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01.12.2011 | Case report | Ausgabe 1/2011 Open Access

Journal of Medical Case Reports 1/2011

Umbilical hernia rupture with evisceration of omentum from massive ascites: a case report

Zeitschrift:
Journal of Medical Case Reports > Ausgabe 1/2011
Autoren:
Daniel W Good, Jonathan E Royds, Myles J Smith, Paul C Neary, Emmanuel Eguare
Wichtige Hinweise

Electronic supplementary material

The online version of this article (doi:10.​1186/​1752-1947-5-170) contains supplementary material, which is available to authorized users.

Competing interests

The authors declare that they have no competing interests.

Authors' contributions

DWG conceived the manuscript, collected the data, took the photographs, wrote and revised the manuscript. JER collected data and reviewed the manuscript. MS conceived and reviewed the manuscript. PCN wrote the manuscript and performed a final review. EE performed a final review. All authors read and approved the final manuscript.

Abstract

Introduction

The incidence of hernias is increased in patients with alcoholic liver disease with ascites. To the best of our knowledge, this is the first report of an acute rise in intra-abdominal pressure from straining for stool as the cause of a ruptured umbilical hernia.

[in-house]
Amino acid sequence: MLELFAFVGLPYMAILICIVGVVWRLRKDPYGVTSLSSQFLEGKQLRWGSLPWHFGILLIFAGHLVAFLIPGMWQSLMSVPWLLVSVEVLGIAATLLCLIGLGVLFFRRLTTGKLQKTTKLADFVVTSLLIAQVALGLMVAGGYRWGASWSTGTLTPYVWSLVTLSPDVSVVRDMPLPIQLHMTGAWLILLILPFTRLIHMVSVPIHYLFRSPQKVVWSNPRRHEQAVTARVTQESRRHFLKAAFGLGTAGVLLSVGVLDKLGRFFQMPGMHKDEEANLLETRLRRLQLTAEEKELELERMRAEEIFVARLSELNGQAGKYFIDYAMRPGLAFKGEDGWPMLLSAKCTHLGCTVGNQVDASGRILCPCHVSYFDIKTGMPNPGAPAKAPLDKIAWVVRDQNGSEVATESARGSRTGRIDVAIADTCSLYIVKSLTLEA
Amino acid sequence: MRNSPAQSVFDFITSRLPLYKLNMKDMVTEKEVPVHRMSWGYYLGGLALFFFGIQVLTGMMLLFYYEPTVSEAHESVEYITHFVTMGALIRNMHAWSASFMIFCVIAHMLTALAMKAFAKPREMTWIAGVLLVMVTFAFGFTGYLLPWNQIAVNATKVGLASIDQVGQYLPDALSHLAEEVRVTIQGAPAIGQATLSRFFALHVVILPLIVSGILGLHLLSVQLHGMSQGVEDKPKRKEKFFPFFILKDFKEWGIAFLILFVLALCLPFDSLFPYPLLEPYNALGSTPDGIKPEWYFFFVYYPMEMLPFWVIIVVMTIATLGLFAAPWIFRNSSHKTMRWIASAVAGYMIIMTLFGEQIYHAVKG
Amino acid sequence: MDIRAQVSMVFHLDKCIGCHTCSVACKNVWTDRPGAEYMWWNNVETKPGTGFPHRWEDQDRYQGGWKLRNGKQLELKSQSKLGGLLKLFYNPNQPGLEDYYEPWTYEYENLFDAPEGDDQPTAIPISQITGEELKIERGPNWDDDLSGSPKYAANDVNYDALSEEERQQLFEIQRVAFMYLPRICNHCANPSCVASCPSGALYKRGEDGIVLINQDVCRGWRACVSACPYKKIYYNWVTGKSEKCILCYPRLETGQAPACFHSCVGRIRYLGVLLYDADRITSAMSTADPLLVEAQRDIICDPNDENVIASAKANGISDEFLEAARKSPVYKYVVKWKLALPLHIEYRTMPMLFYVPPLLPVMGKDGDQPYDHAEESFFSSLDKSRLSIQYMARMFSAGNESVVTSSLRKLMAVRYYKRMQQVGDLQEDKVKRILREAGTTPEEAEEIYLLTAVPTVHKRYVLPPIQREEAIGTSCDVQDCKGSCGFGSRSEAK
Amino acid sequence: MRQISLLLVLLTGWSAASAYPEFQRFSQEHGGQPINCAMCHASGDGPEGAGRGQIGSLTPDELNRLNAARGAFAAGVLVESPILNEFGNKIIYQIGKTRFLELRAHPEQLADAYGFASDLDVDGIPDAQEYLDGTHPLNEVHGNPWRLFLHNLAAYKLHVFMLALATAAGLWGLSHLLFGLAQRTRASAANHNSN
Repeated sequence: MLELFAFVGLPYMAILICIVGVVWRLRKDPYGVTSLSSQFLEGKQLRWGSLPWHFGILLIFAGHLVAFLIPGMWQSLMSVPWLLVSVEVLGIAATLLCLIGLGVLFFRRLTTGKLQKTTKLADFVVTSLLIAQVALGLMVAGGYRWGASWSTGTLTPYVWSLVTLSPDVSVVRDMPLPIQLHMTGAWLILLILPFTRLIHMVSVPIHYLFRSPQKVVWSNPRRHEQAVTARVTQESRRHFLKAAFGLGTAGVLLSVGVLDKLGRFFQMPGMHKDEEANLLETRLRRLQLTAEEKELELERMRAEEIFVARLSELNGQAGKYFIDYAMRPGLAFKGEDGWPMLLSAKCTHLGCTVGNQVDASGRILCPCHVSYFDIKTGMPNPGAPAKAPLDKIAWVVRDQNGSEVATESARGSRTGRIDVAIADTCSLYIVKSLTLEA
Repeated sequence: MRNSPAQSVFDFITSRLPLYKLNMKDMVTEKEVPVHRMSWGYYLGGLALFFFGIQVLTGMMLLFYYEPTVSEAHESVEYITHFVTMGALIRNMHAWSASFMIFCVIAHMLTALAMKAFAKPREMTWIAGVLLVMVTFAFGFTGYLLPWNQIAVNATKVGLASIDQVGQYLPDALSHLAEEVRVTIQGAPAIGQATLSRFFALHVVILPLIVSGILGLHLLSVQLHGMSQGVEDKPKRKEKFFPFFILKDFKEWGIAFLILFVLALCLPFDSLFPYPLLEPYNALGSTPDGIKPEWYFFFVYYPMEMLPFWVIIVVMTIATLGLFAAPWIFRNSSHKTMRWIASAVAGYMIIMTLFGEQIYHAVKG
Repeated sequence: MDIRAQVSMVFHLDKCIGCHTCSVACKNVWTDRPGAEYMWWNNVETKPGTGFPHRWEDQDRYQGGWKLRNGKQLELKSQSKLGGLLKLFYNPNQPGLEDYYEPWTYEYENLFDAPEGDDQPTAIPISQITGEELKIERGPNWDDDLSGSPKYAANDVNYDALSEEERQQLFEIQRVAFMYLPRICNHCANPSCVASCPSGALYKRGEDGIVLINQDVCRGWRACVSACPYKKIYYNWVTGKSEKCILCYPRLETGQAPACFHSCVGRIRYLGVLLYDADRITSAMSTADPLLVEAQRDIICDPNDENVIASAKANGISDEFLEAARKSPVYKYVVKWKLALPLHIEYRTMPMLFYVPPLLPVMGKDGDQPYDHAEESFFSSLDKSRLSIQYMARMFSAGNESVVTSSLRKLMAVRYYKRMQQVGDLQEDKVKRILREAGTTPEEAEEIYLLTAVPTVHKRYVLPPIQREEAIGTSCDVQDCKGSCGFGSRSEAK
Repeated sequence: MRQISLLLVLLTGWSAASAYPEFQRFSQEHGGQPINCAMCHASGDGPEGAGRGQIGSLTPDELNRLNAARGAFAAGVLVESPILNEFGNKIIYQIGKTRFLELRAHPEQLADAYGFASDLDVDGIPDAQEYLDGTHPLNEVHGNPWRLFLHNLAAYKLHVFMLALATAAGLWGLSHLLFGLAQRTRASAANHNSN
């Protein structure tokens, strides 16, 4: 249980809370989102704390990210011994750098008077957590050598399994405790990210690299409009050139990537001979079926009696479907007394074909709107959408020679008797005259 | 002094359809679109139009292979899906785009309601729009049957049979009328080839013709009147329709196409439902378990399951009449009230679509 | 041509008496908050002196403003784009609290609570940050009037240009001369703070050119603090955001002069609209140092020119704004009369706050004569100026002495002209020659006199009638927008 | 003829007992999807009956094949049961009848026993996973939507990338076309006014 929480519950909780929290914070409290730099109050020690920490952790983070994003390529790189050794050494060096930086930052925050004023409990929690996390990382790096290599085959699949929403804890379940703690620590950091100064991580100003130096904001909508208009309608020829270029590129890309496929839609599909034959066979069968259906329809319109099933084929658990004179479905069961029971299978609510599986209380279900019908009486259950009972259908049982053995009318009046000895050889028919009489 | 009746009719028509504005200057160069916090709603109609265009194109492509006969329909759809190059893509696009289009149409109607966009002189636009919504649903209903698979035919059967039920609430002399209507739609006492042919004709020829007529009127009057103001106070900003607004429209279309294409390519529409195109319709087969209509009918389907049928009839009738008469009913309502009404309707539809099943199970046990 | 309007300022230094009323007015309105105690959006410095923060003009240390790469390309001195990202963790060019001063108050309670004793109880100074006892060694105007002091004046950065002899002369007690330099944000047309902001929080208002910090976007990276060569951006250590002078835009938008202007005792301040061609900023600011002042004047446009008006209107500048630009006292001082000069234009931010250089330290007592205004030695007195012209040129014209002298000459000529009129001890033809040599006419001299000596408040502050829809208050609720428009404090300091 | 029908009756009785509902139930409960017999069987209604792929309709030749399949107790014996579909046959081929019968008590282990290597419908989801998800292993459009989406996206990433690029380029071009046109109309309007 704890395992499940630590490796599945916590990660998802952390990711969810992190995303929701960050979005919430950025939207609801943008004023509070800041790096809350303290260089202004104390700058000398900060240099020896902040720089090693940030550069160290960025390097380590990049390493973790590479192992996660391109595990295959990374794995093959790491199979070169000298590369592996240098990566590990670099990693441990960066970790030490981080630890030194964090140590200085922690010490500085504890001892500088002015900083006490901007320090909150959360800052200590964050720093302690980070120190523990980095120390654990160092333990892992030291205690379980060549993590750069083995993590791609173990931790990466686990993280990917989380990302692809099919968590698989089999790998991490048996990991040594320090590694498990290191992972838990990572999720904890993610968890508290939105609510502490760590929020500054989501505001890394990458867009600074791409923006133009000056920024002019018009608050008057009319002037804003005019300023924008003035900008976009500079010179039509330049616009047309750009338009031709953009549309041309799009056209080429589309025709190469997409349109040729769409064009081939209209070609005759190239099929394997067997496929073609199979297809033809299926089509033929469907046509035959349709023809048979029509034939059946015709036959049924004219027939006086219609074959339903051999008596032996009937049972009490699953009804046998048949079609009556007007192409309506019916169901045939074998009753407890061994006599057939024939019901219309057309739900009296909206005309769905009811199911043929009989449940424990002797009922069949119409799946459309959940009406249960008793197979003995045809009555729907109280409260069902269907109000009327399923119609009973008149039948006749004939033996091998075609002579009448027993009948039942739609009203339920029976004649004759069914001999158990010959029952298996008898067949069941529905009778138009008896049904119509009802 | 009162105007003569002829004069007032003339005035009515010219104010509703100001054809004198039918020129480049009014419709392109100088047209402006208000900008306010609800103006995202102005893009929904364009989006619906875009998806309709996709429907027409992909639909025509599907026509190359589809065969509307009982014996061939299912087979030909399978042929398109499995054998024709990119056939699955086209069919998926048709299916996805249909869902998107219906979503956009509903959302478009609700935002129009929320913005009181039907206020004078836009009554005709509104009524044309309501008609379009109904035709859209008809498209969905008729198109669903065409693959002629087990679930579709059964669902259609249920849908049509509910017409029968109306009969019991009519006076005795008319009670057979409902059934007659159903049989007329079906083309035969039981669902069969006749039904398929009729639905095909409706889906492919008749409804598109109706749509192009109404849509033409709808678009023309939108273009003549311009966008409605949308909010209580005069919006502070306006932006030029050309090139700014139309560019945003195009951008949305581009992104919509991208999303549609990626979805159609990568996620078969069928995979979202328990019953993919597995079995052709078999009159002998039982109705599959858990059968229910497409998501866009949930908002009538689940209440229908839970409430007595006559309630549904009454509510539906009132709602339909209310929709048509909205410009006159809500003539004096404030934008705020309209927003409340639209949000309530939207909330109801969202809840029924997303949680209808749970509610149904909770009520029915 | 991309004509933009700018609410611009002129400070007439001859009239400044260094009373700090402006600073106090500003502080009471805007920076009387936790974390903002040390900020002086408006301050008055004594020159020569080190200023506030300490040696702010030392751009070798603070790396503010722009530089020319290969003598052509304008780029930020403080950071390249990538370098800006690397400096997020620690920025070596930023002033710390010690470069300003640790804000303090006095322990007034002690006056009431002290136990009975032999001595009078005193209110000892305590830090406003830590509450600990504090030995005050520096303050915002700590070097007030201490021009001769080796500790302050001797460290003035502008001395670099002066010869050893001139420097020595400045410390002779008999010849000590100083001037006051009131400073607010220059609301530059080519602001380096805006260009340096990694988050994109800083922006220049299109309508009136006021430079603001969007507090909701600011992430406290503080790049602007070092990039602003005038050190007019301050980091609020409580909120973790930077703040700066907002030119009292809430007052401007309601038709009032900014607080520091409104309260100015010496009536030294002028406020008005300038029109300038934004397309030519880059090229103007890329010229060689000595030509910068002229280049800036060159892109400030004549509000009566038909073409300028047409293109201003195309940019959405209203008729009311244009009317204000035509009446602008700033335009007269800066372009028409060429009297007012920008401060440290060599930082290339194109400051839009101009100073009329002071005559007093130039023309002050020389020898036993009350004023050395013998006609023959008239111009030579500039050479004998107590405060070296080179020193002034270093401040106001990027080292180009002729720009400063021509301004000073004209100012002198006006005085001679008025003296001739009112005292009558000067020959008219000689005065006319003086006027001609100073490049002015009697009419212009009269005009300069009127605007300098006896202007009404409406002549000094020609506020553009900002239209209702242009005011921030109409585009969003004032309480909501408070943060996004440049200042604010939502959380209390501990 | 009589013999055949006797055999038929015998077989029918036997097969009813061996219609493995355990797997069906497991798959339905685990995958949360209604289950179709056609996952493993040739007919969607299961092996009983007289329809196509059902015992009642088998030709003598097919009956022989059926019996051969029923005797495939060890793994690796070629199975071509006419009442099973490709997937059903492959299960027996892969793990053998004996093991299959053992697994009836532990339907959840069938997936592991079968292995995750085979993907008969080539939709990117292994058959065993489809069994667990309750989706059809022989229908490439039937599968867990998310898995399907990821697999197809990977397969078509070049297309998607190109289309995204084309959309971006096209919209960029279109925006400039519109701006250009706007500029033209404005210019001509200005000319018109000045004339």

Case presentation

An 81-year-old Caucasian man with a history of alcoholic liver disease presented to our emergency department with an erythematous umbilical hernia and clear, yellow discharge from the umbilicus. On straining for stool, after initial clinical assessment, our patient noted a gush of fluid and evisceration of omentum from the umbilical hernia. An urgent laparotomy was performed with excision of the umbilicus and devitalized omentum.

Conclusion

We report the case of a patient with a history of alcoholic liver disease with ascites. Ascites causes a chronic increase in intra-abdominal pressure. A sudden increase in intra-abdominal pressure, such as coughing, vomiting, gastroscopy or, as in this case, straining for stool can cause rupture of an umbilical hernia. The presence of discoloration, ulceration or a rapid increase in size of the umbilical hernia signals impending rupture and should prompt the physician to reduce the intra-abdominal pressure.

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